Putting racism, white supremacy, and white privilege in context

A group of students went to write positive messages on snow on cars following the racist comments that were written. Photo Credit Katelyn Bosch

A group of students went to write positive messages on snow on cars following the racist comments that were written. Photo Credit Katelyn Bosch

On Sunday, Nov. 22, two members of our community wrote “white power” and drew a swastika in the snow on a car. Many members of our community condemned these actions as hateful and totally incompatible with our mission. In some ways, that’s the easy part. What has been more difficult is to acknowledge that what occurred was not an isolated incident, a freak occurrence in an otherwise loving and inclusive community. While few members of this community openly espouse white supremacy, many members of our community continue to deny white privilege. It must be clearly stated that those who deny white privilege functionally believe in white supremacy, whether they have the courage to write it on a car or not.

In his remarks on the incident, President Le Roy rightly identified the statement “white power” and the swastika with white supremacy and the ideology that shaped Nazi Germany, apartheid South Africa, chattel slavery in the U.S. and the Jim Crow South. He focused on two scriptures, the story of Jesus and the woman caught in adultery (John 7:53-8:11), and Jesus warning that before we remove the splinter in the eye of the other we ought to attend to the plank in our own (Matthew 7:1-5, Luke 6:37-42). He did this largely in the context of not demonizing those who committed these acts, and that is an appropriate concern. Christians should never reduce anyone to the worst thing they have done. None of us stands innocent before the Lord.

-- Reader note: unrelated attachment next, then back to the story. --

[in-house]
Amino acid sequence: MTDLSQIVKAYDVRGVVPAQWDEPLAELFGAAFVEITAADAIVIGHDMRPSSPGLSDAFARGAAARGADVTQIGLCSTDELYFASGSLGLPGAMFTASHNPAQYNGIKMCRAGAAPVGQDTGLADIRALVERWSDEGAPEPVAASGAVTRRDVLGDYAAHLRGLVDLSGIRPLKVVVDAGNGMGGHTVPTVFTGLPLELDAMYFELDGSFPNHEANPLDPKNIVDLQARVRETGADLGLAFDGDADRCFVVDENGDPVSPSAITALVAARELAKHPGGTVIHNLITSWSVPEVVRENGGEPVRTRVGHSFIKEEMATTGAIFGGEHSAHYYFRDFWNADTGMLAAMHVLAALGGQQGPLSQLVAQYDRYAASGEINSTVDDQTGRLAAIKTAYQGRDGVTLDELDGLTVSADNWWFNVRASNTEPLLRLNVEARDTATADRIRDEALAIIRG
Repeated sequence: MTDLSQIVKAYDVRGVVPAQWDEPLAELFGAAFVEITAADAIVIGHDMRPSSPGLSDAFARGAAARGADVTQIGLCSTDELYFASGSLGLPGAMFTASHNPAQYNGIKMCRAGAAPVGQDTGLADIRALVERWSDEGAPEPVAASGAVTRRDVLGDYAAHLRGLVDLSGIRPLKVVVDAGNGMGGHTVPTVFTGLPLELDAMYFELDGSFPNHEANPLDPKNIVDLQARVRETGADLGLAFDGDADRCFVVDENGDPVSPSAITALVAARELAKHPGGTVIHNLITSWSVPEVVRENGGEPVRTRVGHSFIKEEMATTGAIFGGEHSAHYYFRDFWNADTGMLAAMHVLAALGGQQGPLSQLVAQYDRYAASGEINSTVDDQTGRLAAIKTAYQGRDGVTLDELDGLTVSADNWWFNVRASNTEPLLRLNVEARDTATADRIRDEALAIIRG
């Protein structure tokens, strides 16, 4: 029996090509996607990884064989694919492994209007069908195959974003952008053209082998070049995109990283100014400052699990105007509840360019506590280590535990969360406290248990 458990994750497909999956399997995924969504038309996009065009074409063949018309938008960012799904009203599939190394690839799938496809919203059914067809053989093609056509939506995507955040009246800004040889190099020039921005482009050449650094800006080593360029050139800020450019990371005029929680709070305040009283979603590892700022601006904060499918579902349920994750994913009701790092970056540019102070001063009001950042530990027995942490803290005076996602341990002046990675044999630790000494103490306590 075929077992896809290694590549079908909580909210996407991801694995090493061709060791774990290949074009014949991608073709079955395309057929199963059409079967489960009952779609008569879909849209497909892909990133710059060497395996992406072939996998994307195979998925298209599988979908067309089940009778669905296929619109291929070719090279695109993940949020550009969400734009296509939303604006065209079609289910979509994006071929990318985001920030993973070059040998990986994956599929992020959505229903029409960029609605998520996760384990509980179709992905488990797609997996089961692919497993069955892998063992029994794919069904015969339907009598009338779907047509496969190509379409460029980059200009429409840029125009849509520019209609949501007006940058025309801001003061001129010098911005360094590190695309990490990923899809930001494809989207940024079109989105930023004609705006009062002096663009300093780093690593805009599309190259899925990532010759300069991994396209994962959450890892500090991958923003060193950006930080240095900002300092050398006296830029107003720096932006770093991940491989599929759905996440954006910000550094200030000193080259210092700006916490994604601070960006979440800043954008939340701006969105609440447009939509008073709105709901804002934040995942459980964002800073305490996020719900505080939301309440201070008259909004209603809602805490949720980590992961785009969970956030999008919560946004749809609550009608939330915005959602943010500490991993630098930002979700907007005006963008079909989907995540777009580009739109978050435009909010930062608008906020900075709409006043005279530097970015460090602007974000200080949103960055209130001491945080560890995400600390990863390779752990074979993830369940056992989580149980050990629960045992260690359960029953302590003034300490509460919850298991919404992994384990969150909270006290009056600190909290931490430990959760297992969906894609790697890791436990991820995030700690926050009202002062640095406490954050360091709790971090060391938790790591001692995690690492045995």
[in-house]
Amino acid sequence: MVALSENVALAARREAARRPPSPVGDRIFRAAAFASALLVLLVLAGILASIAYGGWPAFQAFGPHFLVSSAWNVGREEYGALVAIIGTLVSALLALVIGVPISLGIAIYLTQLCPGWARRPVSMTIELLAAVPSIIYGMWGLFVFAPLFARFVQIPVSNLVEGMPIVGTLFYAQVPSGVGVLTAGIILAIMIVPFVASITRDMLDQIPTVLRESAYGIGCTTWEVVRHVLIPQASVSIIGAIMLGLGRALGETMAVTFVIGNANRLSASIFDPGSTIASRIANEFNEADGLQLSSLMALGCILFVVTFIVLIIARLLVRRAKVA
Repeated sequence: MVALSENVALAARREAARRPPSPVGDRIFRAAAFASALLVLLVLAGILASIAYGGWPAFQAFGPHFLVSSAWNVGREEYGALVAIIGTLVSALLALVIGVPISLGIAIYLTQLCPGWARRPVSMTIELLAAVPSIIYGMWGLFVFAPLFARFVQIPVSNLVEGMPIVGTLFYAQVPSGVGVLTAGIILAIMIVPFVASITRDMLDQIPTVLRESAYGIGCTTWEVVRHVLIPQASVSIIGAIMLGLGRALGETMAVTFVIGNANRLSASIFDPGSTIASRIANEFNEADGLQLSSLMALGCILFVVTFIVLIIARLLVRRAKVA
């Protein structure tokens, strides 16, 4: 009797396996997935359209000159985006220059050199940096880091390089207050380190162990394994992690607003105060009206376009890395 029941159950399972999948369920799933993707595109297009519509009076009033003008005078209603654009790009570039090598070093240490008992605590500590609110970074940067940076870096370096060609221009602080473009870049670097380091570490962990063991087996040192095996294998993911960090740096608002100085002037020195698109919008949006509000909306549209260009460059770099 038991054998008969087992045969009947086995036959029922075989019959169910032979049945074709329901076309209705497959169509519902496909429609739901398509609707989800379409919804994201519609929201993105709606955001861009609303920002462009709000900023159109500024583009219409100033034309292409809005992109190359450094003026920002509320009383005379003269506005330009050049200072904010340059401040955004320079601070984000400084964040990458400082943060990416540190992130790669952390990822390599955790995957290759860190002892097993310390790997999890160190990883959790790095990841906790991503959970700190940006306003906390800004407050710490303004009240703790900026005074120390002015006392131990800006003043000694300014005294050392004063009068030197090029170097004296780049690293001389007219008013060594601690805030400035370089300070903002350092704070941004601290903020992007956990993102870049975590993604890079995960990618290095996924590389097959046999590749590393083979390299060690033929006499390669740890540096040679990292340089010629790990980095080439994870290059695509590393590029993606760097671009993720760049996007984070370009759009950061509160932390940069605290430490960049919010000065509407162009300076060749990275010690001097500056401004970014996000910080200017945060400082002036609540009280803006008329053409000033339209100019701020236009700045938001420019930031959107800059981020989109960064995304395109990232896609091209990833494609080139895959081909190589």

However, we should never mention Nazi Germany, apartheid South Africa or the Jim Crow South without identifying the connections to us here at Calvin College and the brutality right here in Grand Rapids. Nazi Germany took the Eugenics movement championed by academics and social workers in the United States in the early decades of the 20th century to its logical conclusion. Many of the architects of apartheid in South Africa were Dutch and Reformed. In fact many of them used Calvinist theology to justify their system. White supremacy created slavery and Jim Crow, but when it was combined with its Calvinist cousin Manifest Destiny (see the work of the late Richard Twiss or Mark Charles), it also created Michigan. The land on which Calvin College sits was stolen from what our own Declaration of Independence termed “the merciless Indian savages” by the Treaty of Chicago in 1821. The Ottawa and the Pottawatomie were given a few thousand dollars in yearly payments and access to a blacksmith and a teacher on the north side of the Grand River in exchange for everything south of it all the way to Chicago.

When we imagine white supremacy primarily as something “out there” that’s incompatible with us “in here,” we ignore the plank in our own eye. Calvin College would not exist without racism. To put it in the words of Calvin’s own “From Every Nation” (FEN) document, “the early builders of the Christian Reformed Church and Calvin College benefited from this racial differentiation, and in the process they inherited a national legacy of white privilege and the subjugation of people of color.”